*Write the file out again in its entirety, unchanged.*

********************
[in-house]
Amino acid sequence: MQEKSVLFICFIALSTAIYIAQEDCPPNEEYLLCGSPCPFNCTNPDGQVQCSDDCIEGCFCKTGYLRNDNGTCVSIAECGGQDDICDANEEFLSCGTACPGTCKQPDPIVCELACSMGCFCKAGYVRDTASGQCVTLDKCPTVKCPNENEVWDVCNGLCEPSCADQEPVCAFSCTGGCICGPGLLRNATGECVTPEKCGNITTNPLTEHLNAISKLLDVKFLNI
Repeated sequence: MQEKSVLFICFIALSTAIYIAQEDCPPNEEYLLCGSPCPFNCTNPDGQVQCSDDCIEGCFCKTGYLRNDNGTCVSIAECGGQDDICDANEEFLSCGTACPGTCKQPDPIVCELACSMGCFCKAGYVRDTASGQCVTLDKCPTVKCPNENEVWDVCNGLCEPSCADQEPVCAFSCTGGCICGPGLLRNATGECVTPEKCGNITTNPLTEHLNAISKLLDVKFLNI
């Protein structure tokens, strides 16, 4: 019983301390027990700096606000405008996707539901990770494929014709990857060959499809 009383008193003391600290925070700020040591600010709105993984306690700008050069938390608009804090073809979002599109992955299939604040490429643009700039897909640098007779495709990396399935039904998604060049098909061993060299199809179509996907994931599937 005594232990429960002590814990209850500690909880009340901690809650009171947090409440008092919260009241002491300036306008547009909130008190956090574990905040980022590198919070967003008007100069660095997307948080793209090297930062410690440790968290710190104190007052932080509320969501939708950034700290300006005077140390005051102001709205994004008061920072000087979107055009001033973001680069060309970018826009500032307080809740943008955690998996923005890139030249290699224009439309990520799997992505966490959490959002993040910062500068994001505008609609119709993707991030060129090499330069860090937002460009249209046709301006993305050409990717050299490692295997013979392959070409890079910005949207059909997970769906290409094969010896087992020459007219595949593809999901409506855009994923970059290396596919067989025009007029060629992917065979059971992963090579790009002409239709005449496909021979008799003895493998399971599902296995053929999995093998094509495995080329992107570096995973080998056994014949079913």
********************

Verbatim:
[in-house]
Amino acid sequence: MQEKSVLFICFIALSTAIYIAQEDCPPNEEYLLCGSPCPFNCTNPDGQVQCSDDCIEGCFCKTGYLRNDNGTCVSIAECGGQDDICDANEEFLSCGTACPGTCKQPDPIVCELACSMGCFCKAGYVRDTASGQCVTLDKCPTVKCPNENEVWDVCNGLCEPSCADQEPVCAFSCTGGCICGPGLLRNATGECVTPEKCGNITTNPLTEHLNAISKLLDVKFLNI
Repeated sequence: MQEKSVLFICFIALSTAIYIAQEDCPPNEEYLLCGSPCPFNCTNPDGQVQCSDDCIEGCFCKTGYLRNDNGTCVSIAECGGQDDICDANEEFLSCGTACPGTCKQPDPIVCELACSMGCFCKAGYVRDTASGQCVTLDKCPTVKCPNENEVWDVCNGLCEPSCADQEPVCAFSCTGGCICGPGLLRNATGECVTPEKCGNITTNPLTEHLNAISKLLDVKFLNI
């Protein structure tokens, strides 16, 4: 019983301390027990700096606000405008996707539901990770494929014709990857060959499809 009383008193003391600290925070700020040591600010709105993984306690700008050069938390608009804090073809979002599109992955299939604040490429643009700039897909640098007779495709990396399935039904998604060049098909061993060299199809179509996907994931599937 005594232990429960002590814990209850500690909880009340901690809650009171947090409440008092919260009241002491300036306008547009909130008190956090574990905040980022590198919070967003008007100069660095997307948080793209090297930062410690440790968290710190104190007052932080509320969501939708950034700290300006005077140390005051102001709205994004008061920072000087979107055009001033973001680069060309970018826009500032307080809740943008955690998996923005890139030249290699224009439309990520799997992505966490959490959002993040910062500068994001505008609609119709993707991030060129090499330069860090937002460009249209046709301006993305050409990717050299490692295997013979392959070409890079910005949207059909997970769906290409094969010896087992020459007219595949593809999901409506855009994923970059290396596919067989025009007029060629992917065979059971992963090579790009002409239709005449496909021979008799003895493998399971599902296995053929999995093998094509495995080329992107570096995973080998056994014949079913």